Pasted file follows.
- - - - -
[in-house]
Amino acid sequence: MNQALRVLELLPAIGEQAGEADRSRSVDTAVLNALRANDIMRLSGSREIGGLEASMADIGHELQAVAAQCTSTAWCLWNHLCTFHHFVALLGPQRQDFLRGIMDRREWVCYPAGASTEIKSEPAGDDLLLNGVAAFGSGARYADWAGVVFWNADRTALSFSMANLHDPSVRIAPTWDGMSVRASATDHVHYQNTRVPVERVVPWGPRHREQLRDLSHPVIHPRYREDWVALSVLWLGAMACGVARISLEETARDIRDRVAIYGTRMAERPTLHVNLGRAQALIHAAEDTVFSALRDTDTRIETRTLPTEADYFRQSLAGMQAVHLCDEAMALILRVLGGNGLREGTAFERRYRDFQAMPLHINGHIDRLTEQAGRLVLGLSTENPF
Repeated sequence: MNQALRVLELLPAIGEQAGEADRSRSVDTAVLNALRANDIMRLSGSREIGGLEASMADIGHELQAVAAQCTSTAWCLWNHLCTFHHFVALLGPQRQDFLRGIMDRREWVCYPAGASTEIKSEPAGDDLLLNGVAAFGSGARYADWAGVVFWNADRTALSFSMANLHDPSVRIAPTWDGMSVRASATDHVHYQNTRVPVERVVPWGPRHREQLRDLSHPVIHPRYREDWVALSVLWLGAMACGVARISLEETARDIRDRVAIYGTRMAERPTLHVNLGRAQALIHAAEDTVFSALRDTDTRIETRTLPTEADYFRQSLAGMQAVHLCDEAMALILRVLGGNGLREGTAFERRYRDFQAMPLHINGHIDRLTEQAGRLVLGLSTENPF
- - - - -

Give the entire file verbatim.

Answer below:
[in-house]
Amino acid sequence: MNQALRVLELLPAIGEQAGEADRSRSVDTAVLNALRANDIMRLSGSREIGGLEASMADIGHELQAVAAQCTSTAWCLWNHLCTFHHFVALLGPQRQDFLRGIMDRREWVCYPAGASTEIKSEPAGDDLLLNGVAAFGSGARYADWAGVVFWNADRTALSFSMANLHDPSVRIAPTWDGMSVRASATDHVHYQNTRVPVERVVPWGPRHREQLRDLSHPVIHPRYREDWVALSVLWLGAMACGVARISLEETARDIRDRVAIYGTRMAERPTLHVNLGRAQALIHAAEDTVFSALRDTDTRIETRTLPTEADYFRQSLAGMQAVHLCDEAMALILRVLGGNGLREGTAFERRYRDFQAMPLHINGHIDRLTEQAGRLVLGLSTENPF
Repeated sequence: MNQALRVLELLPAIGEQAGEADRSRSVDTAVLNALRANDIMRLSGSREIGGLEASMADIGHELQAVAAQCTSTAWCLWNHLCTFHHFVALLGPQRQDFLRGIMDRREWVCYPAGASTEIKSEPAGDDLLLNGVAAFGSGARYADWAGVVFWNADRTALSFSMANLHDPSVRIAPTWDGMSVRASATDHVHYQNTRVPVERVVPWGPRHREQLRDLSHPVIHPRYREDWVALSVLWLGAMACGVARISLEETARDIRDRVAIYGTRMAERPTLHVNLGRAQALIHAAEDTVFSALRDTDTRIETRTLPTEADYFRQSLAGMQAVHLCDEAMALILRVLGGNGLREGTAFERRYRDFQAMPLHINGHIDRLTEQAGRLVLGLSTENPF